However, according to Hodsdon, the analysis of mise-en-scene became passé in the 1970s with the advent of narratology. This may not have been too much of a problem if "auteur scholarship collapsed mise-en-scene strategies into a collection of authorial trademarks... in the service of an essentialist reading of the text... Too often the auteur was assumed to be a fully controlling consciousness, with mise-en-scene a textual marker appropriated to it." (6) But if "narratology viewed mise-en-scene as an ornamental overlay and not as an intricate part of narrative dynamics in film" (7), then mise-en-scene as a critical idea did suffer. In Hodsdon's final section, Martin's melancholic conclusion can be seen.
"The increasingly manneristic application of mise-en-scene... The diegetic world is constantly threatened by stylistic excess but it is never really violated so that the conditions of illusionism would collapse... the original Cahiers emphasis on interior meaning and rhythm has been reversed as a pertinent critical focus... Pictorial overlay and embellishment, once the pristine entreé to the interior meaning, can now be construed as signifiers of aesthetic self-exhaustion." (Hodsdon 11-2)
Heavy accusations, indeed. But one cannot deny that they hold a ring of truth for many of the films hailed in the 1990s as engrossing visual masterpieces. Braveheart and Stargate are two movies that immediately leap to my own mind. Hodsdon continues:
"contemporary Hollywood directors tend to indulge in variations on mannerist mise-en-scene... devouring narrative interweave and resonants... image burn out at the expense of narrative modulation and subtlety... today's examples of extravagantly mannerist mise-en-scene are stylistic tactics designed to trigger a form of audience blockage... Mise-en-scene is rarely a process of sensuous visual accumulation; it is more often a relentless visual stream of sock-it-to-me, throwaway icons. The filmmaker now savagely fetishizes the image at the expense of the spectator." (Hodsdon 12)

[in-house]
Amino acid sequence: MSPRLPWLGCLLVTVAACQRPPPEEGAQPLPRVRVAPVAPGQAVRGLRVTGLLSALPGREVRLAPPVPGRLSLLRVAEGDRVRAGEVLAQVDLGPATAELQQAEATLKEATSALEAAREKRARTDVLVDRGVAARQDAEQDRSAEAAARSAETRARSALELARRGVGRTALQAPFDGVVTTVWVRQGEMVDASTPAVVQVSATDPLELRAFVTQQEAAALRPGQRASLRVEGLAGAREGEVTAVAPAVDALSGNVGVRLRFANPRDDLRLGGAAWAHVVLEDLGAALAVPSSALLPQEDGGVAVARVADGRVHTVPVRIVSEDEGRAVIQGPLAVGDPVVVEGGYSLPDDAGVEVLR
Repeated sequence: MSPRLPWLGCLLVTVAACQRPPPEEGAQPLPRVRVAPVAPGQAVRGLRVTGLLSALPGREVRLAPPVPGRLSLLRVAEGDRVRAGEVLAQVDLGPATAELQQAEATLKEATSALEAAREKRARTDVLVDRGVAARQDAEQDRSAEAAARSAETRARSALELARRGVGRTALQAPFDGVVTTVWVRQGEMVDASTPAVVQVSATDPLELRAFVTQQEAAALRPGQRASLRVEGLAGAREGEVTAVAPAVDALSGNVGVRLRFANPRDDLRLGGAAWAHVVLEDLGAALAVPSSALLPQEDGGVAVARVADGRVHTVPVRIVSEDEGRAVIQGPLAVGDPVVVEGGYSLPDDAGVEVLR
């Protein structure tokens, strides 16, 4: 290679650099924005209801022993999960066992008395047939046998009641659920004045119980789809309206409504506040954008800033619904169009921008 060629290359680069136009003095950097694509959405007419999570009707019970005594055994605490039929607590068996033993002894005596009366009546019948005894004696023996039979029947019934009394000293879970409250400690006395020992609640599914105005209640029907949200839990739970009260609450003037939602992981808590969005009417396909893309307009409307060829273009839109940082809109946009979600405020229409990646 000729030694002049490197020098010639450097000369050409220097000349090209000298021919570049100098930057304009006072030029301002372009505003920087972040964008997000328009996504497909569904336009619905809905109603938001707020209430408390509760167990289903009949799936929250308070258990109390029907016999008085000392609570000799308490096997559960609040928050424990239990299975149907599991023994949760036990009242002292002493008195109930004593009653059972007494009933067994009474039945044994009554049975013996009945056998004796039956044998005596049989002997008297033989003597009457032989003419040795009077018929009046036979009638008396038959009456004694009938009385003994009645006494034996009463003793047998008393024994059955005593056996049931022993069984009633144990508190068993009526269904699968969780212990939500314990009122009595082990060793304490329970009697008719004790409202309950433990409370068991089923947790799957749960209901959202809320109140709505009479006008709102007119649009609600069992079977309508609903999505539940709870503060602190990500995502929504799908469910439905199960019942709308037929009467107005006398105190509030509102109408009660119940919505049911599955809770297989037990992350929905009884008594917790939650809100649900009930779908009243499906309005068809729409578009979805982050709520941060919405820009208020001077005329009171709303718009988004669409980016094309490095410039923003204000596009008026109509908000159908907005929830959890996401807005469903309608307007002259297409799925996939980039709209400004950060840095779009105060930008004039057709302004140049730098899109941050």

To describe contemporary mise-en-scene as 'mannerist' is to refer to a period of art history in which there was a movement away from the conventions of one-point perspective and realism, towards exaggeration of certain features to palliate idealizations. It is true, that many of the contemporary films hailed as visual masterpieces are considered so for special effects, frequently computer-generated, that grab attention away from weak plots and characters. Films considered fun to watch are frequently action movies filled with illogical explosions and sequences that defy the laws of physics, and those that are not, are still fast-paced, placing more emphasis on montage than the sustained shot. These visuals are meant to absorb the eye without needing connection to the story-- art for art's sake gone hideously wrong. Hodsdon points out the folly of these trends, and claims that the audience can no longer use subtle cues to derive greater meaning from film, because those subtle cues are no longer there. But to say that mise-en-scene is dead is to undermine the efforts of those directors who do utilize it successfully. I would make a challenging assertion that there are still many examples of directors putting mise-en-scene to good use in contemporary cinema, with more than a measure of commercial success. Danny Boyle's Trainspotting is quite noticeable in this regard, and it came out 6 years after Martin's remarks on the subject of mise-en-scene.